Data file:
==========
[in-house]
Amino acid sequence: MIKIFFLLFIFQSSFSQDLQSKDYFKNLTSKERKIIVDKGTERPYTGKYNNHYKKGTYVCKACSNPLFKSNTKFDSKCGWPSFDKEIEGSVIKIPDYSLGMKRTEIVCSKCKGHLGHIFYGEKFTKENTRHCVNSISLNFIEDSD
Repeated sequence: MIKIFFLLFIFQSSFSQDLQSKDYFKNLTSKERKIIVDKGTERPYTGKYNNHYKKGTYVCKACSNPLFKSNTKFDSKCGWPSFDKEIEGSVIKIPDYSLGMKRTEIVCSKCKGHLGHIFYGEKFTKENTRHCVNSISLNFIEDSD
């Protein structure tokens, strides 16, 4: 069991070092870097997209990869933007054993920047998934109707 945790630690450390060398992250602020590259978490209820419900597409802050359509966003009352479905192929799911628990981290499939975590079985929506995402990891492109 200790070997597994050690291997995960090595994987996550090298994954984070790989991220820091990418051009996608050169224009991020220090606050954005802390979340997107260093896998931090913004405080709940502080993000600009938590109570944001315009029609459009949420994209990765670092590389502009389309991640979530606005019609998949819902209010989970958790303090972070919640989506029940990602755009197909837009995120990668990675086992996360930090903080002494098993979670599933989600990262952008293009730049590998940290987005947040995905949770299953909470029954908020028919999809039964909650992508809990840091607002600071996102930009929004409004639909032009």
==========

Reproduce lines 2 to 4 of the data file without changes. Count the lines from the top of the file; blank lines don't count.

Amino acid sequence: MIKIFFLLFIFQSSFSQDLQSKDYFKNLTSKERKIIVDKGTERPYTGKYNNHYKKGTYVCKACSNPLFKSNTKFDSKCGWPSFDKEIEGSVIKIPDYSLGMKRTEIVCSKCKGHLGHIFYGEKFTKENTRHCVNSISLNFIEDSD
Repeated sequence: MIKIFFLLFIFQSSFSQDLQSKDYFKNLTSKERKIIVDKGTERPYTGKYNNHYKKGTYVCKACSNPLFKSNTKFDSKCGWPSFDKEIEGSVIKIPDYSLGMKRTEIVCSKCKGHLGHIFYGEKFTKENTRHCVNSISLNFIEDSD
């Protein structure tokens, strides 16, 4: 069991070092870097997209990869933007054993920047998934109707 945790630690450390060398992250602020590259978490209820419900597409802050359509966003009352479905192929799911628990981290499939975590079985929506995402990891492109 200790070997597994050690291997995960090595994987996550090298994954984070790989991220820091990418051009996608050169224009991020220090606050954005802390979340997107260093896998931090913004405080709940502080993000600009938590109570944001315009029609459009949420994209990765670092590389502009389309991640979530606005019609998949819902209010989970958790303090972070919640989506029940990602755009197909837009995120990668990675086992996360930090903080002494098993979670599933989600990262952008293009730049590998940290987005947040995905949770299953909470029954908020028919999809039964909650992508809990840091607002600071996102930009929004409004639909032009």